By Micha’el Tanchum
July 3, 2019
Turkey's provocative action of sending two drillships into Cypriot waters to explore for natural gas is a response to a grander provocation coming from the Republic of Cyprus, Greece, Egypt, and Israel to exclude Turkey from the marketing of Eastern Mediterranean gas. This common front, composed of interlinked security partnerships among the region's current natural gas producers and Greece, has been increasingly supported by the United States, France, and Italy, each of whom has significant economic investments in Eastern Mediterranean gas. For Ankara, its NATO allies' support of this common front is tantamount to a policy of soft containment against Turkey. The hardening of this containment through substantial naval support to the Republic of Cyprus as a response to Turkey's actions could send the Eastern Mediterranean into a dangerous escalation spiral that could permanently alter Turkey's relationship with NATO.
By Cengiz Çandar
February 14, 2019
The perception of a Kurdish threat from Syria, abetted by the United States, has provided the Turkish regime with its raison d’être. It is the glue that holds the power coalition of a variety of ultranationalists together. As long as the regime of President Recep Tayyip Erdoğan relies on the Kurdish “other” for its internal cohesion – and ultimately for its survival – that imperative will continue to determine Turkish foreign policy. But Turkey’s strategic reorientation is also sustained by a long history of deep-seated suspicion of American motives. Indeed, Turkish-American relations were never harmonious and their history has taught the Turkish state elite not to trust the United States, and never before had so much been at stake as today.
By Barış Soydan
February 11, 2019
It is impossible to understand the electoral successes so far of Recep Tayyip Erdoğan, the undisputed leader of Turkey since 2003, without taking the spectacular growth of consumerism in the country into consideration. Notwithstanding the fact that the neoliberal economic policies of the ruling Justice and Development Party (AKP) have disproportionately benefited the wealthiest in Turkish society, low-income earners have also benefited from the economic growth of the last sixteen years. Yet this growth has to a large extent relied on the quantitative easing program of the U.S. Federal Reserve. The end of quantitative easing will be consequential for Erdoğan and his party. Erdoğan is not going to be able to retain the same level of support that he has enjoyed among low-income earners. Get ready for substantial drops in AKP votes in the municipal elections in March.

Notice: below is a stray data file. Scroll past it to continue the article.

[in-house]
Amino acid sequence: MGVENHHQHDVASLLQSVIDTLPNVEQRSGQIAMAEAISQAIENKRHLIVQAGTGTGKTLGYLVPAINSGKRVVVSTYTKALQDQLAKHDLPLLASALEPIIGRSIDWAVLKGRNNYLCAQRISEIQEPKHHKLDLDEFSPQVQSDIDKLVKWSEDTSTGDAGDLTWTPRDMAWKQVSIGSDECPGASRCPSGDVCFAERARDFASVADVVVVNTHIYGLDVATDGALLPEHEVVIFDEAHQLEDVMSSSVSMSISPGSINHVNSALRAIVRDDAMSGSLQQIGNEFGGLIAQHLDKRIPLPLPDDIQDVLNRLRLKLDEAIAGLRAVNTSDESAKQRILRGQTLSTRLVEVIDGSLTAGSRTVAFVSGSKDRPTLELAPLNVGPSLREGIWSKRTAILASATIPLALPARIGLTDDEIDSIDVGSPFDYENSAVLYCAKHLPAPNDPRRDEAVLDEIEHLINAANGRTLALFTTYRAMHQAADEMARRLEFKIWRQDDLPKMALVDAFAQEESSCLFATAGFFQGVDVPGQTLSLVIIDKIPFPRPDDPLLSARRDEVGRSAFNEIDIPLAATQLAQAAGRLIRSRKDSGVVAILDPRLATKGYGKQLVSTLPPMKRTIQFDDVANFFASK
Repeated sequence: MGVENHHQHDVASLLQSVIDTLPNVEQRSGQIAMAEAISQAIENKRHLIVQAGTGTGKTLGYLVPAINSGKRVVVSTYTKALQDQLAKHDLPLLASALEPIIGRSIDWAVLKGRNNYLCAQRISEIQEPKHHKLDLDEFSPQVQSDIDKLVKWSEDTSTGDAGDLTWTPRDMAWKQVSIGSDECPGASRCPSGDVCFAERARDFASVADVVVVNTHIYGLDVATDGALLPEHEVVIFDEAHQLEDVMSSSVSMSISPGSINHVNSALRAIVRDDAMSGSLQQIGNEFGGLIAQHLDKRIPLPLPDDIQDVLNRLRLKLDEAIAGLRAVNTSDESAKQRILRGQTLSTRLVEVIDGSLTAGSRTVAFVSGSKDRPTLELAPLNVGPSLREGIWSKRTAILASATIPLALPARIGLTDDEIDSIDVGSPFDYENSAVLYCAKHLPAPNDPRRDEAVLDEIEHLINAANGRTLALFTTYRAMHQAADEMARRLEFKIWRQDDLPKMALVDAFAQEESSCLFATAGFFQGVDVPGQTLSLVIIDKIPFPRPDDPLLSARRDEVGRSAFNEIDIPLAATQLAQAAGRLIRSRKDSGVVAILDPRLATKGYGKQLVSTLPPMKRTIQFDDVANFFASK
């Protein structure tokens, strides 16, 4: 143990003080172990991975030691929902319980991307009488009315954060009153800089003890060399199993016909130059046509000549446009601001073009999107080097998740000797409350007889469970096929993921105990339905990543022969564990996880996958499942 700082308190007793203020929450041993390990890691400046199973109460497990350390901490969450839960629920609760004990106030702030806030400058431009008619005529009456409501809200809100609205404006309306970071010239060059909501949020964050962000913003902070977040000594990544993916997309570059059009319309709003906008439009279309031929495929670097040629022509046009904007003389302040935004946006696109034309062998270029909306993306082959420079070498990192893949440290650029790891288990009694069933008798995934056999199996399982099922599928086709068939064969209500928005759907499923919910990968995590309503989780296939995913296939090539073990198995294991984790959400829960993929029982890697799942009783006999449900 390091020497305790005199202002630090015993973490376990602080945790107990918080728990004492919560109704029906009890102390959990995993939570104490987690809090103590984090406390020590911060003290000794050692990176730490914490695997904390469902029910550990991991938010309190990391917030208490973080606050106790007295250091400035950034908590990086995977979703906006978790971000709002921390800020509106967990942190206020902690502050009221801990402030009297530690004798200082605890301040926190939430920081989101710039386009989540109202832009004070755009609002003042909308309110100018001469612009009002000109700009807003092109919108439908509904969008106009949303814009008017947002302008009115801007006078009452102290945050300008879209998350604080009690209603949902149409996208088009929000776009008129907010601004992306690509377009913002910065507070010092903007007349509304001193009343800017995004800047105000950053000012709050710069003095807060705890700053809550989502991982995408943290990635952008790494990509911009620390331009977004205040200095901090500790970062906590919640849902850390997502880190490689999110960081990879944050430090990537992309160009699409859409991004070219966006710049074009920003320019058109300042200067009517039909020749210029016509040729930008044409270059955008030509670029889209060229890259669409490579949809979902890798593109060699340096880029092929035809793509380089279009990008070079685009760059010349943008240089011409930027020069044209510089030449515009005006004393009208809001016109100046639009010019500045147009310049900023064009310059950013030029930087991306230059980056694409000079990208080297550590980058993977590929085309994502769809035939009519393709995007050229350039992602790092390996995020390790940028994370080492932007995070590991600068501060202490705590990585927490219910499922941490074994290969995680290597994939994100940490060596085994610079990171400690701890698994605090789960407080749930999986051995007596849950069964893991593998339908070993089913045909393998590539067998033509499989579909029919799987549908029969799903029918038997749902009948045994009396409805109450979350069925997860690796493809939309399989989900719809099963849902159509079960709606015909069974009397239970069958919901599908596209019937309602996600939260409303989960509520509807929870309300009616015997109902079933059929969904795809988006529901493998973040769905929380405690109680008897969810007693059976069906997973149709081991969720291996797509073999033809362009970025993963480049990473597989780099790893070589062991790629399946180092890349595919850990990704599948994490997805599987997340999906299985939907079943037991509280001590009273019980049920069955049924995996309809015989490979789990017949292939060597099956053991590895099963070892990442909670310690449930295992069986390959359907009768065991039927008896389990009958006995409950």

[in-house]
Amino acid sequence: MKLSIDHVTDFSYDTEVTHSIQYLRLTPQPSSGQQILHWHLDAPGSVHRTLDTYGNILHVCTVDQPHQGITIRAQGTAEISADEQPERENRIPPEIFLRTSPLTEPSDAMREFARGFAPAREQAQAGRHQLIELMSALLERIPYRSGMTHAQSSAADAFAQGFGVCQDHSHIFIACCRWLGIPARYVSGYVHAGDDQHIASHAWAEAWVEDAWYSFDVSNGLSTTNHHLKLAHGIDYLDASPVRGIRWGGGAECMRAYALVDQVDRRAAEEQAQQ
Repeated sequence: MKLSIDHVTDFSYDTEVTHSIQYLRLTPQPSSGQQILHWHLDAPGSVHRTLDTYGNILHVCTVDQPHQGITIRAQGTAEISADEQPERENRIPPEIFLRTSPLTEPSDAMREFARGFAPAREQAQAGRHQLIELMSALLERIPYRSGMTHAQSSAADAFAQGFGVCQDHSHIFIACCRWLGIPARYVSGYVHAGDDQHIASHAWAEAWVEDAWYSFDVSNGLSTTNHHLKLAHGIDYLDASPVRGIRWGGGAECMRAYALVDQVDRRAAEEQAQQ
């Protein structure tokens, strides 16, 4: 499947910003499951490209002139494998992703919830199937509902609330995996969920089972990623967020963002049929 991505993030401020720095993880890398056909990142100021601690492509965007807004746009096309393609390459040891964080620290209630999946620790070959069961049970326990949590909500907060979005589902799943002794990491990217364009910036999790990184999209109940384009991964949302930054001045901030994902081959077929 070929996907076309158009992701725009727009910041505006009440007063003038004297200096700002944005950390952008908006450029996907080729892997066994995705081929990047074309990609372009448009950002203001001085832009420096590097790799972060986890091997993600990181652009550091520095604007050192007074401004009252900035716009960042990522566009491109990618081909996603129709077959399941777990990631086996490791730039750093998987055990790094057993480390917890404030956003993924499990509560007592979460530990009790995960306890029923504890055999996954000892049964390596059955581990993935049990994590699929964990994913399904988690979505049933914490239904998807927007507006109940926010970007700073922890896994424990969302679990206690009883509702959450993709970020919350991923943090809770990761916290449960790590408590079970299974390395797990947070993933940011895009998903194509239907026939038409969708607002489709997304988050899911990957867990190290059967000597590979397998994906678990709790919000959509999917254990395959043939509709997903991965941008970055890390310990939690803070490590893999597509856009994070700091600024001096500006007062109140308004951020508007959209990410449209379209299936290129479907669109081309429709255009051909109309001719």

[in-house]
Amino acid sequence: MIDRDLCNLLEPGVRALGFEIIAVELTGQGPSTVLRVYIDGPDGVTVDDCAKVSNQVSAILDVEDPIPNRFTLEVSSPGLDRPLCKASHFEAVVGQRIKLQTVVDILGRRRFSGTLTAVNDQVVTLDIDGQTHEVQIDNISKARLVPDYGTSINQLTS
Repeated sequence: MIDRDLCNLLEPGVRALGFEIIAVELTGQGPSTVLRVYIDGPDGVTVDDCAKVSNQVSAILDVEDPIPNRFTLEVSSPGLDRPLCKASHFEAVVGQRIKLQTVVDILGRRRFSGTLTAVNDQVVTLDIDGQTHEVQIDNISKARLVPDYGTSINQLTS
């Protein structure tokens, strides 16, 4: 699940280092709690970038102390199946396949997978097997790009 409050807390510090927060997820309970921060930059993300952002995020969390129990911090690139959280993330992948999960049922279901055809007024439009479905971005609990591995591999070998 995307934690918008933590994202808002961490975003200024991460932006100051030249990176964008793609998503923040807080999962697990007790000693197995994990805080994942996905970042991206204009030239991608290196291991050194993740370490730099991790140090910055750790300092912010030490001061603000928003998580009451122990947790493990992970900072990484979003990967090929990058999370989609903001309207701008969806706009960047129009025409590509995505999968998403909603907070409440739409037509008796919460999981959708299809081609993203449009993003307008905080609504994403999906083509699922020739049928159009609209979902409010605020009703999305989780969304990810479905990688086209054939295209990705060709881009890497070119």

By Barış Soydan
August 22, 2018
Last year, Turkey was the fastest growing economy among the G20 countries. Now it is going through a severe currency crisis. The lira has lost more than 40 percent against the US dollar this year. A recession is at the door. President Recep Tayyip Erdoğan accuses the United States of waging economic 'war' against Turkey and has threatened to ‘look for new allies’. Yet Turkey has no alternative to Western capital, and will sooner or later going to have to do whatever it takes to restore the confidence of Western investors.
By Svante E. Cornell and Halil Karaveli
December 6, 2017
Reza Zarrab’s testimony in early December to a New York court was hardly helpful in breaking the impasse in Turkish-American relations. By implicating Turkish President Recep Tayyip Erdogan directly in the oil-for-gold trade that is the subject of the trial, Zarrab may have contributed to a new low in the fraught alliance. However, the case is symptomatic of the fact that Turks and Americans lack basic trust. It also illustrates that they are now on completely different frequencies. The Zarrab case means entirely different things to Turks and Americans, and this disconnect risks contributing to a break that neither party may actually want.
The Turkey Analyst is a publication of the Central Asia-Caucasus Institute & Silk Road Studies Joint Center, designed to bring authoritative analysis and news on the rapidly developing domestic and foreign policy issues in Turkey. It includes topical analysis, as well as a summary of the Turkish media debate.